A fake job posting on LinkedIn briefly let anyone apply to become Google’s next CEO
- A fake LinkedIn job posting for the role of Google CEO, currently held by Sundar Pichai, appeared on LinkedIn last Thursday.
- The post was created by a the founder of a Dutch recruiting company to illustrate a LinkedIn bug that allowed users to create job posts without companies' permission.
- "The issue was caused by a bug in our online job experience that allowed members to edit the company after a job had already been posted. The issue has now been resolved," Paul Rockwell, LinkedIn's head of trust and safety, wrote in a statement.
Michel Rijners, founder of Dutch online recruiting company Flexwerven, alerted LinkedIn to the issue on Thursday with a post on the professional networking platform titled "LinkedIn jobs, we have a problem."
Rijnders wrote that "everyone can post jobs that are assigned to any employer of their choosing." To prove his finding, he created fake job posts for CEO positions at Google and Linkedin.
Later on Thursday, Rijnders tweeted that his fake LinkedIn post for Google CEO had also appeared on Google Jobs.
Rijners noted in his post that he was able to create these job listings for free, and they appeared to be officially posted by the companies on LinkedIn. He could receive the job applications on LinkedIn or set up an external URL for applicants to be redirected to from the post. Rijners foresaw "phishing and identity fraud" as potential issues stemming from fraudulent job posts.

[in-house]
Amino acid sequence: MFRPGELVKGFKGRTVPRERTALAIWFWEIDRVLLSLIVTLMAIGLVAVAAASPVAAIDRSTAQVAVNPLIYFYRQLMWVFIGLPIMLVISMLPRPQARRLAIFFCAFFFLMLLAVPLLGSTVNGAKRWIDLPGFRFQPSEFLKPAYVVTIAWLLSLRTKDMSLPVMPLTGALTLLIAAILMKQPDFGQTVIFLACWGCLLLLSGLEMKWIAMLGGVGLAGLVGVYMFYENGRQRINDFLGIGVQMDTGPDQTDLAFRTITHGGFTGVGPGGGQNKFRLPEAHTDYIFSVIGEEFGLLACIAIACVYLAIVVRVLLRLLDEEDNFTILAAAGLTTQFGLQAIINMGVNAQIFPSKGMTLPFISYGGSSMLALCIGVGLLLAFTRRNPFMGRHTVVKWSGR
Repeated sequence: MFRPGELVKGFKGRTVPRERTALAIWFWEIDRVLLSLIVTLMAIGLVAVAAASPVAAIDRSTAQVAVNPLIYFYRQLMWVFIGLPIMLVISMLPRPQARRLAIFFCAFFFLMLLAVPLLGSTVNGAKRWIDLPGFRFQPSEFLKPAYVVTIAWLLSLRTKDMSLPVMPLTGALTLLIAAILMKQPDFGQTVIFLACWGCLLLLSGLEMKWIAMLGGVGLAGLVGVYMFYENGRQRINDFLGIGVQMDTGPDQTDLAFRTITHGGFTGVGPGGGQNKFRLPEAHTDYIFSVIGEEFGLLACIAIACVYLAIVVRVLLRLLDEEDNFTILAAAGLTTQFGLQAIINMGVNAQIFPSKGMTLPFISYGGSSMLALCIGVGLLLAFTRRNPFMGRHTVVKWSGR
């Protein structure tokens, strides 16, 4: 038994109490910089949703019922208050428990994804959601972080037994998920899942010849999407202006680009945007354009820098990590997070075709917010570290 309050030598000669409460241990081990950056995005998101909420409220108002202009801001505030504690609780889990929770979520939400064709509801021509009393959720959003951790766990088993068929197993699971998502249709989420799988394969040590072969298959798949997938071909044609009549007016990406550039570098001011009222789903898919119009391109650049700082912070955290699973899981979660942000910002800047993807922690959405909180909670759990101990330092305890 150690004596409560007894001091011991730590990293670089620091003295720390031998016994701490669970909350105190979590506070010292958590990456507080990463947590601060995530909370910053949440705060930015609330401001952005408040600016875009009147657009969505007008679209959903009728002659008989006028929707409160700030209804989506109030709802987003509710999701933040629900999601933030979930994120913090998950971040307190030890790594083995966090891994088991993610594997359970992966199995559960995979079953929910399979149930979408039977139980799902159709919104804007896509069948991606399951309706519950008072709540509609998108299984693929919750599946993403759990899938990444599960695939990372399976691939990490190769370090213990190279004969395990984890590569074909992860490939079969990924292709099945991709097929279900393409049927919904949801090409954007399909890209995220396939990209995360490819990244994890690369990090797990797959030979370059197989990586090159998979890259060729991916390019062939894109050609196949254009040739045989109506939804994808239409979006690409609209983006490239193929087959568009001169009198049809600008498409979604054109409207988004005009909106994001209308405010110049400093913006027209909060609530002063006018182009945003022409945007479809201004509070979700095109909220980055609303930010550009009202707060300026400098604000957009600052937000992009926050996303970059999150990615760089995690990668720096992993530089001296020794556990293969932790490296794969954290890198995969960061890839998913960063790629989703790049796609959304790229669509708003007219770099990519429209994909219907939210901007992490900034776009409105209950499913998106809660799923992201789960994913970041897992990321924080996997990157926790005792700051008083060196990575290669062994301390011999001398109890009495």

Rijners identified the job search engine Jooble as already posting jobs without permission from companies.
"For a while I noticed scrapers, like Jooble, posting massive amounts of jobs at companies on LinkedIn without consent of those companies," Rijnders said in a statement to Mashable. "The bad thing is [the scrapers] collect the application details of applicants who think they actually apply at the company."
Paul Rockwell, LinkedIn's head of trust and safety, responded to Rijnders' post, saying the posting had been removed and LinkedIn was working to resolve the issue.
Rockwell also gave a statement to Mashable, saying "The issue was caused by a bug in our online jobs experience that allowed members to edit the company after a job had already been posted. The issue has now been resolved."
Rockwell explained that a recruiting firm is permitted to post a job on LinkedIn on behalf of a company, with that company's permission. LinkedIn was running a test allowing small and medium businesses to post some jobs for free, and Rijnders was part of that test, according to Rockwell.
"Fraudulent job postings are a clear violation of our Terms and Service. When they are brought to our attention, we quickly move to take them down," Rockwell wrote.
"When someone posts a job to our online job posting flow, and they are posting from an account that we know is not associated with the company or associated with an existing recruiter licence, then it's flagged for human review," a LinkedIn spokesperson told Business Insider on Monday. "That bug made it possible to circumvent that human review."
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